Data protection act - avoid £500k fines and enhance security with safedrop
Monday, May 24, 2010 at 12:00PM
Angus Bradley

The governing body behind the Data Protection Act,  the ICO, was recently granted the power to fine organisations up to £500,000 if they don't meet the guidelines.

Here's a quick look at the 8 fundamental principles of the Data Protection Act 1998. The underlined points show where safedrop helps. If you're using a typical US based file sharing service, you're probably contravening points 7 & 8.

safedrop is the only large document sharing service designed from the ground up with maximum security.
Time expiry limits ensure you don't hold information for longer than necessary, all data is secured with military grade encryption, and of course all data is stored in the EU.

Not only does safedrop maximise your security and minimise your carbon footprint by reducing courier bills - it could also save you £500k! What's not to like?  Get started now with a FREE trial account.

More information on the DPA can be found here


Data Protection Act 1998 - The Principles

1 Personal data shall be processed fairly and lawfully.

2 Personal data shall be obtained only for one or more specified and lawful purposes, and shall not be further processed in any manner incompatible with that purpose or those purposes.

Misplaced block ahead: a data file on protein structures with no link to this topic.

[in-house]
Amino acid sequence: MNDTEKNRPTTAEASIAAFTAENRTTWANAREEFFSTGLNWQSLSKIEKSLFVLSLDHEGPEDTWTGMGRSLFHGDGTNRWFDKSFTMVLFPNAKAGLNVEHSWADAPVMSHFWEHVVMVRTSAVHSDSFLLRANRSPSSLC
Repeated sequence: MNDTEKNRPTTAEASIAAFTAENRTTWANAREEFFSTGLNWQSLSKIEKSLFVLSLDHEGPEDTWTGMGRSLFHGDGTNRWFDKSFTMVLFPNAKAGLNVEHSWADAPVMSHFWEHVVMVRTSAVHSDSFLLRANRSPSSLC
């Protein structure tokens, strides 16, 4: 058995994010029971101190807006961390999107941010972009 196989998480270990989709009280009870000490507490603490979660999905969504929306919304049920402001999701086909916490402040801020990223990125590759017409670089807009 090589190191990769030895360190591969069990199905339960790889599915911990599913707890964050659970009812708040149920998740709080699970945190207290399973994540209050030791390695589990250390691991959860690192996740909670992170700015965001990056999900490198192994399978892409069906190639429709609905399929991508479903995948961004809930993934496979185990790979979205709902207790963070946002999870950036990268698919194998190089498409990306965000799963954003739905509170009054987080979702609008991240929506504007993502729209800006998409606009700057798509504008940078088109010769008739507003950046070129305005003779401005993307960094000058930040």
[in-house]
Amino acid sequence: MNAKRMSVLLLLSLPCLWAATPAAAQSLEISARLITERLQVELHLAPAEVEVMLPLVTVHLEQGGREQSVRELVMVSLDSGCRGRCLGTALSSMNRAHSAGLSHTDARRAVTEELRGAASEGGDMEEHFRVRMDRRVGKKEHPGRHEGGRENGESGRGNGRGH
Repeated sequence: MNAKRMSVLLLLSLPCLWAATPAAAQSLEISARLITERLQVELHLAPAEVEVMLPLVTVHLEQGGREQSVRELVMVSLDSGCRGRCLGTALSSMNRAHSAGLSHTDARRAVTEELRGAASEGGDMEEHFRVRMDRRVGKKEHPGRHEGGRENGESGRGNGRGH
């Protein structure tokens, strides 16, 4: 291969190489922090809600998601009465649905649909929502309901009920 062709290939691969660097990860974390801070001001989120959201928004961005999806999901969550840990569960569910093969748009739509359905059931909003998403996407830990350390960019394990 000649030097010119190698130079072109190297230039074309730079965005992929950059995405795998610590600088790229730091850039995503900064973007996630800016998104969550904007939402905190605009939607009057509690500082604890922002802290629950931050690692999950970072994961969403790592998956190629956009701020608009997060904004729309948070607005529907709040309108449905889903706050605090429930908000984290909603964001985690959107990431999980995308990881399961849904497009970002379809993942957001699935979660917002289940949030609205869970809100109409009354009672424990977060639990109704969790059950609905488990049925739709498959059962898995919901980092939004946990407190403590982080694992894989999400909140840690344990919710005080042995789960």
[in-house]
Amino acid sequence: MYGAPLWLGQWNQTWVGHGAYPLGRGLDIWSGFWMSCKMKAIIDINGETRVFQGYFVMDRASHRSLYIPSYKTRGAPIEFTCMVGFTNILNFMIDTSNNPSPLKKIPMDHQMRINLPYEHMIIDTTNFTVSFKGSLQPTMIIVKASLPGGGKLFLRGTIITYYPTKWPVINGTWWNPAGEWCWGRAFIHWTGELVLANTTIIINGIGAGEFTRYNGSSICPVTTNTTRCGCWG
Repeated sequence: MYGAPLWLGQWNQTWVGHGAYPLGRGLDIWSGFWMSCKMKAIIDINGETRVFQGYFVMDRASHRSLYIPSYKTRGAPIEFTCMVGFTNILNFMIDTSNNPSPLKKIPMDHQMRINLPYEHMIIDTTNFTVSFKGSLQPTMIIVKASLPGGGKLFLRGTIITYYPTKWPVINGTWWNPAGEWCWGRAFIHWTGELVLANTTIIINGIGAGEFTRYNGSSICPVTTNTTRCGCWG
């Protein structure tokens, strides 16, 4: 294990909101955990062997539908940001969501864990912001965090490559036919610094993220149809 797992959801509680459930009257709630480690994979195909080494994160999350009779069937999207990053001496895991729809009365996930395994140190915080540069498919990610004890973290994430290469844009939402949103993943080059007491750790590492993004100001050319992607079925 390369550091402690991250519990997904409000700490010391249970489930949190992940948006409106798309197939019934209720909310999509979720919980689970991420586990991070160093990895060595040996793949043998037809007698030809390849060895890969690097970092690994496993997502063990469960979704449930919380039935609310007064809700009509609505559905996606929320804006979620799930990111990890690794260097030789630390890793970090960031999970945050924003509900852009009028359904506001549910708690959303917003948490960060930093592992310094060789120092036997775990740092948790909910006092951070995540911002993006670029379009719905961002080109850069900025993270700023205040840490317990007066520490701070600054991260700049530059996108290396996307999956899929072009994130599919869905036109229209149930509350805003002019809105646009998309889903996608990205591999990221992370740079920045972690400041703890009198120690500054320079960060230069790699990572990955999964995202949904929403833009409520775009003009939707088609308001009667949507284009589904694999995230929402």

3 Personal data shall be adequate, relevant and not excessive in relation to the purpose or purposes for which they are processed. 

4 Personal data shall be accurate and, where necessary, kept up to date. 

5 Personal data processed for any purpose or purposes shall not be kept for longer than is necessary for that purpose or those purposes. 

6 Personal data shall be processed in accordance with the rights of data subjects under this Act. 

7 Appropriate technical and organisational measures shall be taken against unauthorised or unlawful processing of personal data and against accidental loss or destruction of, or damage to, personal data. 

8 Personal data shall not be transferred to a country or territory outside the European Economic Area unless that country or territory ensures an adequate level of protection for the rights and freedoms of data subjects in relation to the processing of personal data.


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